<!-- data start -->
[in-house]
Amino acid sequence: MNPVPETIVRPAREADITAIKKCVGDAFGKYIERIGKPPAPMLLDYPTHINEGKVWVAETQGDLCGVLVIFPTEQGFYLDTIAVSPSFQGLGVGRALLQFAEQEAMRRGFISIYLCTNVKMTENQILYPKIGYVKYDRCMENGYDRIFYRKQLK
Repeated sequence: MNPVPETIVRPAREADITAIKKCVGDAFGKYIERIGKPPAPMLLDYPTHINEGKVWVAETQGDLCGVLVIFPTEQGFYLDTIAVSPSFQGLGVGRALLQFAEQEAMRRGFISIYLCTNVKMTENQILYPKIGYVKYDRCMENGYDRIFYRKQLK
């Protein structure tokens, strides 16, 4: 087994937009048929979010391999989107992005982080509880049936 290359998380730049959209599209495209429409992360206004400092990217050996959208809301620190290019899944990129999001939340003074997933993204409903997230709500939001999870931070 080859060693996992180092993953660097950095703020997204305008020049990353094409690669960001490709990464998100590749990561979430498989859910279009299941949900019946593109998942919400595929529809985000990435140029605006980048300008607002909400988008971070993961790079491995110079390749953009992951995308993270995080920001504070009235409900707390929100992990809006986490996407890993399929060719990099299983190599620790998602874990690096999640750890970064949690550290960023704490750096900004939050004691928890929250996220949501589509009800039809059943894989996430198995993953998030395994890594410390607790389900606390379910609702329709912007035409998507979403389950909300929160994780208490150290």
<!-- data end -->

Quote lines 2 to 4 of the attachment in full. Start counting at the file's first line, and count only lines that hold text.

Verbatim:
Amino acid sequence: MNPVPETIVRPAREADITAIKKCVGDAFGKYIERIGKPPAPMLLDYPTHINEGKVWVAETQGDLCGVLVIFPTEQGFYLDTIAVSPSFQGLGVGRALLQFAEQEAMRRGFISIYLCTNVKMTENQILYPKIGYVKYDRCMENGYDRIFYRKQLK
Repeated sequence: MNPVPETIVRPAREADITAIKKCVGDAFGKYIERIGKPPAPMLLDYPTHINEGKVWVAETQGDLCGVLVIFPTEQGFYLDTIAVSPSFQGLGVGRALLQFAEQEAMRRGFISIYLCTNVKMTENQILYPKIGYVKYDRCMENGYDRIFYRKQLK
């Protein structure tokens, strides 16, 4: 087994937009048929979010391999989107992005982080509880049936 290359998380730049959209599209495209429409992360206004400092990217050996959208809301620190290019899944990129999001939340003074997933993204409903997230709500939001999870931070 080859060693996992180092993953660097950095703020997204305008020049990353094409690669960001490709990464998100590749990561979430498989859910279009299941949900019946593109998942919400595929529809985000990435140029605006980048300008607002909400988008971070993961790079491995110079390749953009992951995308993270995080920001504070009235409900707390929100992990809006986490996407890993399929060719990099299983190599620790998602874990690096999640750890970064949690550290960023704490750096900004939050004691928890929250996220949501589509009800039809059943894989996430198995993953998030395994890594410390607790389900606390379910609702329709912007035409998507979403389950909300929160994780208490150290």